The thing that sticks in my mind the most about The Room is just how bloody weird Tommy Wiseau is (the director and actor that plays Johnny). The new film The Disaster Artist is based on the book that Greg Sestero wrote from his experiences on the set of the film, and I’m really interested to see it to get a look behind the scenes. Wiseau has an unusual presence in every scene (not in a positive way, I might add), which I think is what gives the film its unique intrigue. Wiseau wrote the screenplay himself, and I just desperately want to know what on earth was going on in his head- did he seriously read it back and think it made sense? I read somewhere that nothing that happens between somewhere around the 20 minute mark and the final scene has any bearing on the outcome. Plus, why was Denny taking drugs? Does Lisa’ mum recover from cancer? Why is their friend Peter not at Johnny’s birthday party if they’re such good friends? Why did Mike injure himself so severely when he fell into the bin, and then be miraculous healed a couple of day later? Why did Lisa arrange a surprise party if she hates Johnny so much? NOTHING MAKES ANY SENSE!

Like I say though, there is something about the film that pulls you in. It’s cult status is partly down to its comedic so-bad-it’s-good factor, but I did find myself really wanting to find out whether Johnny and Lisa could work things out or if she would end up with Mark. I’ve watched films that are technically better, but have enjoyed them less. I get the impression from what I’ve seen about The Disaster Artist that Wiseau was kind of rejected by Hollywood, but really the joke’s on them now because this has propelled Wiseau to an ironic stardom. There’s a strange charm about The Room, and I was gripped.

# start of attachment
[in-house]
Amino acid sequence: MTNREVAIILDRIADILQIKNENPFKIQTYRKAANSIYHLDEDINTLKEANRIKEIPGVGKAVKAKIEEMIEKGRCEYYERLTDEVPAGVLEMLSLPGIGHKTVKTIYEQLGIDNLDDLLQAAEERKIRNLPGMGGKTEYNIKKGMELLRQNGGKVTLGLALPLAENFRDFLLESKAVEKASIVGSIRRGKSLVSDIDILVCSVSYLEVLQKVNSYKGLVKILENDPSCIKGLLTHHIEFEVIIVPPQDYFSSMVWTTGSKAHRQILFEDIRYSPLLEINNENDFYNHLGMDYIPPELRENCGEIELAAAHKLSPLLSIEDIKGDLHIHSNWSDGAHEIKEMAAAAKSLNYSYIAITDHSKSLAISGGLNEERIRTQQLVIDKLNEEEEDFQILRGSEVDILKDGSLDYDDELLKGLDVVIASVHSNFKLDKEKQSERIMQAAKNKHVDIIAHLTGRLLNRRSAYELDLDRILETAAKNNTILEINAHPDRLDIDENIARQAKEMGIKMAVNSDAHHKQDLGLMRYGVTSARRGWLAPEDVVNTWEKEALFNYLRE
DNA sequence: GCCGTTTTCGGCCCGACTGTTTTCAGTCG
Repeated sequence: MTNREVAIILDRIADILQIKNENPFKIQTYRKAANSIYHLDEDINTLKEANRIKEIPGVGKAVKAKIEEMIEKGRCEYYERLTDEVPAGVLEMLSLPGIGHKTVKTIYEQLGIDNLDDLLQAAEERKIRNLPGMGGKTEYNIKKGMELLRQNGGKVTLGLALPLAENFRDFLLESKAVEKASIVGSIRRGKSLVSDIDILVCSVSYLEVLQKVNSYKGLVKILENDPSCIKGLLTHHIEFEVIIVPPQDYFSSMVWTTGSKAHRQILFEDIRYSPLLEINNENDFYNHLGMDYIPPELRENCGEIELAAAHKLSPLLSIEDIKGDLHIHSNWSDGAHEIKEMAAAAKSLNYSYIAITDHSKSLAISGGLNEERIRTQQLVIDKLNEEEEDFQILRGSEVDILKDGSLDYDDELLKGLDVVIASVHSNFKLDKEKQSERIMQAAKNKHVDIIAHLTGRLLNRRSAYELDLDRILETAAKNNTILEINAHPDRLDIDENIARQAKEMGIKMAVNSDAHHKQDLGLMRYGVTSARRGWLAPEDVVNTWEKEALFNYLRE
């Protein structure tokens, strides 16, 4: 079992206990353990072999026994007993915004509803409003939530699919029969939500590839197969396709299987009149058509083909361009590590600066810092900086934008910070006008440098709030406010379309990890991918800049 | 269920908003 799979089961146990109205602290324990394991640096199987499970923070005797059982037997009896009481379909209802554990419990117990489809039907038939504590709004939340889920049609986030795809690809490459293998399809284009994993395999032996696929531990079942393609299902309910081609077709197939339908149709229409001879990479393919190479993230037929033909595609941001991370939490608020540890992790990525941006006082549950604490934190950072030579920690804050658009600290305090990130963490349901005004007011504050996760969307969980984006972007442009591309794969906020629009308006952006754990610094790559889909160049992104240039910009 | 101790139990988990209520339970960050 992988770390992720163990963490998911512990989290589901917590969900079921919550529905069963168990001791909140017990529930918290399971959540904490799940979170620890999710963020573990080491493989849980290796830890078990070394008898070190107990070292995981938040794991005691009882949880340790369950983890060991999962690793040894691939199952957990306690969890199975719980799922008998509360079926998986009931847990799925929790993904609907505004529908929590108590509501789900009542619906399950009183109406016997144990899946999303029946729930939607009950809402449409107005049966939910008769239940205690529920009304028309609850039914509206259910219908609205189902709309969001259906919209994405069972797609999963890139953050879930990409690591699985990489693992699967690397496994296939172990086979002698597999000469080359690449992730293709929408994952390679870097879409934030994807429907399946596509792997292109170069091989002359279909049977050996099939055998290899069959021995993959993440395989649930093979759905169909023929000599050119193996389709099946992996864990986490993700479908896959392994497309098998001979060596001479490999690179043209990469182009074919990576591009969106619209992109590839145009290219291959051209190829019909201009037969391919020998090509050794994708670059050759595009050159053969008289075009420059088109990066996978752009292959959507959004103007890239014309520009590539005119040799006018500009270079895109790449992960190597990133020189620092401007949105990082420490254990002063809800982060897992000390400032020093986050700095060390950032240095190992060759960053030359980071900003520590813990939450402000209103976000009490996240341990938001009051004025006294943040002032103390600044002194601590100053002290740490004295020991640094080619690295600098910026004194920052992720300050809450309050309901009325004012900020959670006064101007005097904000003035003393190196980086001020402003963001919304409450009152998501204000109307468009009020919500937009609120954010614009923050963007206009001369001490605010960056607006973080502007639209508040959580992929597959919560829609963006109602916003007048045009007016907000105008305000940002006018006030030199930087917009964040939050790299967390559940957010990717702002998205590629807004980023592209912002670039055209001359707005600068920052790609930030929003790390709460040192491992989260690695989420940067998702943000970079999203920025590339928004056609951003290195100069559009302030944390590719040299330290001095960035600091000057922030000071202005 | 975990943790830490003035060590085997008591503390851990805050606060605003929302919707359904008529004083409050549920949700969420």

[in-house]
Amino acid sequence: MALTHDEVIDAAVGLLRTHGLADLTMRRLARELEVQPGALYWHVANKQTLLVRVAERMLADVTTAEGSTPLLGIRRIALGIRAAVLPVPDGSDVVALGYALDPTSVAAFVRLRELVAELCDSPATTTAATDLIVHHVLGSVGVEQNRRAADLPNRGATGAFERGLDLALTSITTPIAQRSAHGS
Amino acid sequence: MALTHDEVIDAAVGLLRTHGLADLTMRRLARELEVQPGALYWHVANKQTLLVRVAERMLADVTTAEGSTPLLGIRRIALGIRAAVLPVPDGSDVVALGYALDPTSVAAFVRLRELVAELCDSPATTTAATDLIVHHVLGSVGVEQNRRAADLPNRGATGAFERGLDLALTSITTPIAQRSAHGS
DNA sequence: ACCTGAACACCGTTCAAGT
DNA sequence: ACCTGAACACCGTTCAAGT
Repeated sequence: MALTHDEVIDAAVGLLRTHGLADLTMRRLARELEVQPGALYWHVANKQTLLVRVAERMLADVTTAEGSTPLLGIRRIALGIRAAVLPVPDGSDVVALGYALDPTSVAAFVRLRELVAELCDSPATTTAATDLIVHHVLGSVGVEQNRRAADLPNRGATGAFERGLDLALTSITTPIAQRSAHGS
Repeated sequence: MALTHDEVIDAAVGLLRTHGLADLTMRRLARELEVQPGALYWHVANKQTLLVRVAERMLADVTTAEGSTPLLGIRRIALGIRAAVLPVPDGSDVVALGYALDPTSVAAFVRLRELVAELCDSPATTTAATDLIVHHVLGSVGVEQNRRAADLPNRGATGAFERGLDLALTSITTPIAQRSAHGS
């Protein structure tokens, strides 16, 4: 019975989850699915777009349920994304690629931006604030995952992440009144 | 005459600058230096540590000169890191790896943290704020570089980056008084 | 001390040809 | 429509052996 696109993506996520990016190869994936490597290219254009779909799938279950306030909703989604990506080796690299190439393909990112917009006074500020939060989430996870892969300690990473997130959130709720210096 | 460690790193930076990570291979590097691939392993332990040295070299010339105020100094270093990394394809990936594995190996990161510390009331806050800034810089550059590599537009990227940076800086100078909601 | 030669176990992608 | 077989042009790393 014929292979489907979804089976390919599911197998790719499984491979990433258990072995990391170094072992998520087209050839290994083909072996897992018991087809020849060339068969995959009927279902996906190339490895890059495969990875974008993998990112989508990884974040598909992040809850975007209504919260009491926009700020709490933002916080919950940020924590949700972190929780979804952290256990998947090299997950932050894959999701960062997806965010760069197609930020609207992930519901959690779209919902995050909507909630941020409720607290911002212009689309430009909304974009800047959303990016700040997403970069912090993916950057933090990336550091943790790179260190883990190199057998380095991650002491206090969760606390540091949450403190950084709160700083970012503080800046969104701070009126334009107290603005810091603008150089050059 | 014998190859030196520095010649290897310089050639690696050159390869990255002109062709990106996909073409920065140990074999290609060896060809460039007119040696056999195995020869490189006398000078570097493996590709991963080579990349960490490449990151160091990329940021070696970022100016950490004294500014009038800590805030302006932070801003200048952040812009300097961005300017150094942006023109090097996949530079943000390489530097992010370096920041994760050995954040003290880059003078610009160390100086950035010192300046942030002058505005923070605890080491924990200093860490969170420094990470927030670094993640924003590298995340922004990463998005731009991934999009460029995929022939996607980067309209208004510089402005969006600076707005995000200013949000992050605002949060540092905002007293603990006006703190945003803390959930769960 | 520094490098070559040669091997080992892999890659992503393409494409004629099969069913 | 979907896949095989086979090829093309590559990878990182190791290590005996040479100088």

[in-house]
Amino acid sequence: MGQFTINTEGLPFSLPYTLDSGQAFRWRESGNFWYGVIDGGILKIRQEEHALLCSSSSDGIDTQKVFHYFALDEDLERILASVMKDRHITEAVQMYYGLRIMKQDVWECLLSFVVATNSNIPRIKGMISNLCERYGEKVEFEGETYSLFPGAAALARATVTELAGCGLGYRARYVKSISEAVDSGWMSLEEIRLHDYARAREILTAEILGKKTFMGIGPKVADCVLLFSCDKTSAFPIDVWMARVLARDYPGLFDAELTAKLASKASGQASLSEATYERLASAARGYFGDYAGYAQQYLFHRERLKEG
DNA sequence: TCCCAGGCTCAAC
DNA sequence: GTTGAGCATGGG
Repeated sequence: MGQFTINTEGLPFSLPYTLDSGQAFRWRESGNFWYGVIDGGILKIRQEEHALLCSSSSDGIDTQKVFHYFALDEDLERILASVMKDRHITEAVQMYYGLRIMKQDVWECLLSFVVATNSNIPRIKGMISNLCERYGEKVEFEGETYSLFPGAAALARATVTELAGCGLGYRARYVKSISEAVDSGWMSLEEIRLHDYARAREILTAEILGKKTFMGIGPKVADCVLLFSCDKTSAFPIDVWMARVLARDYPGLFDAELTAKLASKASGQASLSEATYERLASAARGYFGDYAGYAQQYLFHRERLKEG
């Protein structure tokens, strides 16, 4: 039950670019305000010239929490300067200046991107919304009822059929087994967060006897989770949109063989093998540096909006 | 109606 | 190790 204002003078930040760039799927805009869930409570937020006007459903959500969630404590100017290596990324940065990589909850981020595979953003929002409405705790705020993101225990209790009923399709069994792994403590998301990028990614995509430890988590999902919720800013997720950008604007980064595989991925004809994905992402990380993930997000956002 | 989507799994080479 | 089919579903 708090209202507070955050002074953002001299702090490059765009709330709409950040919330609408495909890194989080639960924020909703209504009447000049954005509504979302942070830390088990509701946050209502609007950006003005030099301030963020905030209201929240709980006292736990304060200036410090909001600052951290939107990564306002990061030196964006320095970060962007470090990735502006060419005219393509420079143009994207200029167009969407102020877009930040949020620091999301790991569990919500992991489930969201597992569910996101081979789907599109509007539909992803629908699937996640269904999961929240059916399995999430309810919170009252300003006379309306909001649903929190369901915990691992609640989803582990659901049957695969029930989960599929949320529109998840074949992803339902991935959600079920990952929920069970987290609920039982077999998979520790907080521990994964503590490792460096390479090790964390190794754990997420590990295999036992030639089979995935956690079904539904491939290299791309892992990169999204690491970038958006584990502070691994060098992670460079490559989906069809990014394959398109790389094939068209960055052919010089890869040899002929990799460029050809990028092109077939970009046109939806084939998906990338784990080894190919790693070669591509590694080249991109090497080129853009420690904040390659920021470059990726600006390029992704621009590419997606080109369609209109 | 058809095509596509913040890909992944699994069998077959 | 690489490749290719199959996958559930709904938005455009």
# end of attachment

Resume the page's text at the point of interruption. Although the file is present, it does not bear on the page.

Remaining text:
This is not suitable for children or watching with your parents (there are FOUR sex scenes) but I would recommend watching this with a group, so that you can all share and enjoy the rite of passage of watching possibly the worst movie ever. It’s hard to rate this one, as I suppose I did kind of like it, but if I’m being fair and rating all my films from a skill/talent/technical perspective, it can’t really do much better than a measly one star.

1 star

The Princess Bride (1987)